A Vancouver man who allegedly tried to sell a newly purchased domain name to an American communications is now being sued for allegedly violating the American Anti-cybersquatting Consumer Protection Act. According to the legal complaint, Dorian Banks purchased the switch.net domain through an auction in October and then tried to coerce Las Vegas-based Switch Communications into buying it from him. Switch says he was asking at least US $3,700.
According to reports, Banks allegedly contacted Switch to inform them he had the domain and offered to sell it to them. The company allegedly agreed to consider the offer and possibly begin negotiations, at which time they allege Banks threatened to contact some of the company’s competitors if they didn’t act quickly enough. According to lawsuit, he wanted them to open an escrow as a good-faith statement that they were willing to negotiate. Switch Communications then responded with their lawsuit.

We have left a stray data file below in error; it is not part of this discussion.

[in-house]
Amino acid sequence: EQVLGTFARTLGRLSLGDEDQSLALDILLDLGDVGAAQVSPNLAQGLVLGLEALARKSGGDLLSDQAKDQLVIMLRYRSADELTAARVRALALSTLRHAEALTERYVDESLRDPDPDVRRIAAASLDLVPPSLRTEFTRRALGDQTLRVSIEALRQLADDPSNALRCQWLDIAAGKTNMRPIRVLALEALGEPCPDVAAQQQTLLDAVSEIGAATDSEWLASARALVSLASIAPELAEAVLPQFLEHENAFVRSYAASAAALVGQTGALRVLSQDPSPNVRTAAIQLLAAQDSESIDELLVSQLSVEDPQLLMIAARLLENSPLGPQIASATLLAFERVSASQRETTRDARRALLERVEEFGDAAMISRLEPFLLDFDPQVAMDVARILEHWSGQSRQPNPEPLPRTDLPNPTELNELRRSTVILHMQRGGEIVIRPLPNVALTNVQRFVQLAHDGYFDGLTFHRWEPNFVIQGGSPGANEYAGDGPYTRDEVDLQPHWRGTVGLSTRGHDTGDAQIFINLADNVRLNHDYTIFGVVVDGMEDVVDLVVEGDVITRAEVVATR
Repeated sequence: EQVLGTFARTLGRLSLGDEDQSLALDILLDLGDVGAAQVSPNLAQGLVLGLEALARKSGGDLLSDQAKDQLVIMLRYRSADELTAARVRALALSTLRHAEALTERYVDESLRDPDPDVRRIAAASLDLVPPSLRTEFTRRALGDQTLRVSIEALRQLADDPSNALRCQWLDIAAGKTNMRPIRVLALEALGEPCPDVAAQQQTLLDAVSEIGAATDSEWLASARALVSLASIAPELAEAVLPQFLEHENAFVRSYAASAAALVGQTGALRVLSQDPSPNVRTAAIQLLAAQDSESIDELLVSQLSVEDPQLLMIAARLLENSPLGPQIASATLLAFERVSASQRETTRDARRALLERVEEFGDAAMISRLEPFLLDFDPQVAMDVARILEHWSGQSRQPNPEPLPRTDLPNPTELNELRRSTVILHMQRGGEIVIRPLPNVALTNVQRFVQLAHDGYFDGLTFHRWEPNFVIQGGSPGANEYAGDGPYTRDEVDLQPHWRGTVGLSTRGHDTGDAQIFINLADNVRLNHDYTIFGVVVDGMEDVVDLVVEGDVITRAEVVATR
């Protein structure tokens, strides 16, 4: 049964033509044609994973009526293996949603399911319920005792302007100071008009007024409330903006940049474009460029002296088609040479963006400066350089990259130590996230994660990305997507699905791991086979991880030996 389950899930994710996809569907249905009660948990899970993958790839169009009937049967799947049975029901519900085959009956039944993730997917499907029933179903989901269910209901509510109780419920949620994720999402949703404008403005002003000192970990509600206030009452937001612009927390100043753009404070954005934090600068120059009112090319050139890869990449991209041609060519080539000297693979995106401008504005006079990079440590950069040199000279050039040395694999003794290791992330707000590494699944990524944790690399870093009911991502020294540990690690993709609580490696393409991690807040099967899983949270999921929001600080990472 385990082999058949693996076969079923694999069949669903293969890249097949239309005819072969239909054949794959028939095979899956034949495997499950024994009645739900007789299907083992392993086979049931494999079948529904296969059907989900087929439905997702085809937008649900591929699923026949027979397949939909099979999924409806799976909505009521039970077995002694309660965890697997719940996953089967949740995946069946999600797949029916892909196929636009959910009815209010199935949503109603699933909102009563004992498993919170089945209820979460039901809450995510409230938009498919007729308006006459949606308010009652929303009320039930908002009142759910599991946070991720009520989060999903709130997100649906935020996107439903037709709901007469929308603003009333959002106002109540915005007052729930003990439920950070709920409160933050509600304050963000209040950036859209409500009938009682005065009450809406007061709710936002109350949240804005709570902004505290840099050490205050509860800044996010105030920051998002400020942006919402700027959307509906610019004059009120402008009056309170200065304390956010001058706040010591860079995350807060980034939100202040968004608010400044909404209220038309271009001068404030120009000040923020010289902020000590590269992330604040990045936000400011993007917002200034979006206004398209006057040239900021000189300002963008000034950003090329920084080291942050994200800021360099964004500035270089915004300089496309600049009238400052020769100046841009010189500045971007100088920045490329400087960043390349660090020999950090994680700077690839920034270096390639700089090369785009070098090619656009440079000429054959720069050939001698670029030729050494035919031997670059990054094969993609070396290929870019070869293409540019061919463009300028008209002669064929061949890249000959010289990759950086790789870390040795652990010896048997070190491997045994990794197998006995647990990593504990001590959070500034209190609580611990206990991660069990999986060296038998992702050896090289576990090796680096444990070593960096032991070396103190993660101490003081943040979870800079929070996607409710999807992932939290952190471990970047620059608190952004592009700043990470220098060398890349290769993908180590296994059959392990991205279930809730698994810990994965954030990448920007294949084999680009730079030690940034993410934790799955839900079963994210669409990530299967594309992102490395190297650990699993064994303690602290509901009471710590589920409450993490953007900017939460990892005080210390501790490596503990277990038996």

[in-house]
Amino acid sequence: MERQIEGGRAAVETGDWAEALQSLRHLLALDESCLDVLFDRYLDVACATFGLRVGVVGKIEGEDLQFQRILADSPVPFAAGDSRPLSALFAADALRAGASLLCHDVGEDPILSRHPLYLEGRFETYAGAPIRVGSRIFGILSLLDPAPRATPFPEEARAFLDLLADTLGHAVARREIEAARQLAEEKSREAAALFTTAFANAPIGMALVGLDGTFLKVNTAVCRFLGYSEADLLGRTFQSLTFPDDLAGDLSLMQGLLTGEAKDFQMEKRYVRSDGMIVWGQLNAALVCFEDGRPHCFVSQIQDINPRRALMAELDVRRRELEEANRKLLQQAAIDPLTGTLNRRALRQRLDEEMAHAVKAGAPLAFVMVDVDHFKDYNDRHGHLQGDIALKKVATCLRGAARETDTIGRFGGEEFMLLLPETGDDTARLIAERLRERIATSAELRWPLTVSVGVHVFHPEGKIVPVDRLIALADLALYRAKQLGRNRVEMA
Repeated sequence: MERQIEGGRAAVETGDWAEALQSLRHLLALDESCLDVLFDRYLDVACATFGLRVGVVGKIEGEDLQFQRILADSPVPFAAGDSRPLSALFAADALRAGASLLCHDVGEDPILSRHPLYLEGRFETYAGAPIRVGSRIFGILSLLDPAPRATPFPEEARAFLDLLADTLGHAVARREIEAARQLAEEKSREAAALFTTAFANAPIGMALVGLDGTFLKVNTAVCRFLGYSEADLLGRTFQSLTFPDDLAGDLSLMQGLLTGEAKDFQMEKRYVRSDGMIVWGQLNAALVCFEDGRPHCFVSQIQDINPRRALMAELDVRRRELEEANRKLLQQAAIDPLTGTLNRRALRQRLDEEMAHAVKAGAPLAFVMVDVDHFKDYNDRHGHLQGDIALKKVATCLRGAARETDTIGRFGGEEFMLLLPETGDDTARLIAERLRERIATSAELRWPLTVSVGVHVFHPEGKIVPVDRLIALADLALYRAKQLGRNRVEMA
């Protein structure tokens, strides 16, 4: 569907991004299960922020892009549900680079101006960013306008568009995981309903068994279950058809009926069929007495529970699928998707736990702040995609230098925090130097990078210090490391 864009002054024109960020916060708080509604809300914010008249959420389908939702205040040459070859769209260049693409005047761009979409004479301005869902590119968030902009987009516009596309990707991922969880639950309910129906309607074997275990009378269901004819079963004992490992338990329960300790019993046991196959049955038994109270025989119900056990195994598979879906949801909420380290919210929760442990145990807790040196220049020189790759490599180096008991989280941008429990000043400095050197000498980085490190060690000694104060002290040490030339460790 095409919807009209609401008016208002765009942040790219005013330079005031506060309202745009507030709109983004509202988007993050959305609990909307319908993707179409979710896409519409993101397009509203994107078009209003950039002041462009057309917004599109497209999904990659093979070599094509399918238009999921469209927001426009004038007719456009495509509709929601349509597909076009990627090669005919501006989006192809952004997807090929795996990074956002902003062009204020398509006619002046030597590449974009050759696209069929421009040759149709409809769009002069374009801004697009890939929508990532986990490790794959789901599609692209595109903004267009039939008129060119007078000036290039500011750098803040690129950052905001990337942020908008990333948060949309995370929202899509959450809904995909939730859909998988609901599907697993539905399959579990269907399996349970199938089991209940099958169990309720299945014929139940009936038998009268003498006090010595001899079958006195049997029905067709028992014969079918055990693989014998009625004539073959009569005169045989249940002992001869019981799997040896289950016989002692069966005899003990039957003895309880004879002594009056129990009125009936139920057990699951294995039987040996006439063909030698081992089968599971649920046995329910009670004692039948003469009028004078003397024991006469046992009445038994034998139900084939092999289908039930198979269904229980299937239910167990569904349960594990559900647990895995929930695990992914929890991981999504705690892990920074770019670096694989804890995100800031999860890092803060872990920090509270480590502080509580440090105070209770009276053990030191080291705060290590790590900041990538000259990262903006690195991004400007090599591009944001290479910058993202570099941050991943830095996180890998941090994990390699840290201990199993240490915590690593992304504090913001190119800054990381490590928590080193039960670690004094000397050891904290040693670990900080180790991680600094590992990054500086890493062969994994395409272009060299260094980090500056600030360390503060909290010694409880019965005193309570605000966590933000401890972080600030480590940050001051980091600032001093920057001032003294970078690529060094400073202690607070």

According to Switch Communications’ law firm, Greenberg Traurig, Mr. Banks is allegedly guilty of “bad faith” in that he would have purposely purchased the “confusingly similar” domain name with the sole intent of manipulating Switch into rewarding him with a purchase. The law firm is asking for a restraining order which would prevent Banks from using the Switch name in any way, shape, or form. Furthermore, the lawsuit seeks to have the switch.net domain officially transferred to Switch Communications.
Switch Communications is an 11-year-old company specializing in telecommunications, interconnectivity, and Tier IV services for businesses throughout the world. They maintain a number of data centers and collocation facilities throughout the greater Las Vegas area, and recently announced plans to add an additional 1 million square feet of space in the future.